An Interactive Annotated World Bibliography of Printed and Digital Works in the History of Medicine and the Life Sciences from Circa 2000 BCE to 2022 by Fielding H. Garrison (1870-1935), Leslie T. Morton (1907-2004), and Jeremy M. Norman (1945- ) Traditionally Known as “Garrison-Morton”
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L'opéron: Groupe de gènes à expression coordonnée par un opérateur.Compt. rend. l'Acad. Sci., 250, 1727-1729, 1960.
Jacob and Monod received their share of the Nobel Prize in 1965 for their discoveries concerning the operon and viral synthesis. The first operon they described was the lac operon in E. coli. Their operon theory suggested that in all cases, genes within an operon are negatively controlled by a repressor acting at a single operator located before the first gene. Later, it was discovered that genes could be positively regulated, and also regulated at steps that follow transcription initiation. Therefore, no generalized regulatory mechanism is possible because different operons have different mechanisms. Today, an operon is defined as a functioning unit of DNA containing a cluster of genes under the control of a single promotor, transcribed together into a single mRNA strand.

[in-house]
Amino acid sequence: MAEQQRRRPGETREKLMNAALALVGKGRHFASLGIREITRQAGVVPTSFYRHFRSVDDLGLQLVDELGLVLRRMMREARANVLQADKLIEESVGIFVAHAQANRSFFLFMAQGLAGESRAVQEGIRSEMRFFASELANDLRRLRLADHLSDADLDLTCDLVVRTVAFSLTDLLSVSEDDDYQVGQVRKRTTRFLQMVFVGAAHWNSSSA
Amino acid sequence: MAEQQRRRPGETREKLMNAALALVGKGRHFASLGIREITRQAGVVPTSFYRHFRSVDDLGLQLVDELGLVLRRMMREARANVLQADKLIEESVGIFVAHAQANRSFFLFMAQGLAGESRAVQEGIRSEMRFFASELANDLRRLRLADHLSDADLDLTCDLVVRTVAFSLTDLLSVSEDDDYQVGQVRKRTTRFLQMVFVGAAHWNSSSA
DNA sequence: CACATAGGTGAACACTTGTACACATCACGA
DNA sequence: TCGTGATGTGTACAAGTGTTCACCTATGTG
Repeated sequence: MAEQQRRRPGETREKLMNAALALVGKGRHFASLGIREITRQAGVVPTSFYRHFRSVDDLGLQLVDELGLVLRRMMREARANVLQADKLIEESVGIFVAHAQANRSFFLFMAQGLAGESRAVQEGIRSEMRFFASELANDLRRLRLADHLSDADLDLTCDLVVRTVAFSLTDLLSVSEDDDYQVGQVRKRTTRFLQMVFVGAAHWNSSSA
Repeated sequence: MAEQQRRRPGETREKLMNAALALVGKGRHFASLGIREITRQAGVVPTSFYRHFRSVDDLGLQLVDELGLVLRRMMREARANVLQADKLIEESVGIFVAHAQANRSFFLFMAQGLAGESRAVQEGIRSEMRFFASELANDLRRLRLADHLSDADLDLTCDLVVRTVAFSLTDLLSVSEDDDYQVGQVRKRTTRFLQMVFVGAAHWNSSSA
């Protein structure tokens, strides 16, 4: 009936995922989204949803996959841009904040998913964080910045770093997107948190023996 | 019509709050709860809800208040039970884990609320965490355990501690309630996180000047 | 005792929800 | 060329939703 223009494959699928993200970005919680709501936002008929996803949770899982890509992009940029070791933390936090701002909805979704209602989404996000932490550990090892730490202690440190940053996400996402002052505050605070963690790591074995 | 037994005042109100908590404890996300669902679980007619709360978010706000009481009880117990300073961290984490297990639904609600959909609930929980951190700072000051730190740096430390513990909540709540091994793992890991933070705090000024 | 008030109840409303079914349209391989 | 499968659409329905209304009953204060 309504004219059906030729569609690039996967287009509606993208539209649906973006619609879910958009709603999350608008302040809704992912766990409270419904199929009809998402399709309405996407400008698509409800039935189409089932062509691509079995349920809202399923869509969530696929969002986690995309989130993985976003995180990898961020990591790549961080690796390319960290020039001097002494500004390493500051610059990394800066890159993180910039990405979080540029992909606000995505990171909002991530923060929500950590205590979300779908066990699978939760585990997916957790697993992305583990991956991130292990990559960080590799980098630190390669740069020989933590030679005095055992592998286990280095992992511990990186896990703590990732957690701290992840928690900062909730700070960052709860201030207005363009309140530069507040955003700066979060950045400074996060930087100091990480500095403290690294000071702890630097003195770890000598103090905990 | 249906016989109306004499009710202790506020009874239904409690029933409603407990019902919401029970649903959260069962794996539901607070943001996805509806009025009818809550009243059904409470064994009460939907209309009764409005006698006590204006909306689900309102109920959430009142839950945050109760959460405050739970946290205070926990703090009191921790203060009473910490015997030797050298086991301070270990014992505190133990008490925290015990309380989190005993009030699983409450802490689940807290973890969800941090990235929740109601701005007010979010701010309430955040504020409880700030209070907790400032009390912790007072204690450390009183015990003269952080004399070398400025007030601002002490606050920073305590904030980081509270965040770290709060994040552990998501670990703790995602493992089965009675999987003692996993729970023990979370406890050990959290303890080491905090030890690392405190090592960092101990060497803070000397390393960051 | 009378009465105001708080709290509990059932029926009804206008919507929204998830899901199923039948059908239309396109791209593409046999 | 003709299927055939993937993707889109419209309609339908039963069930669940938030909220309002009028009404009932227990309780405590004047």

Subjects: BIOLOGY › MOLECULAR BIOLOGY, GENETICS / HEREDITY › Genetics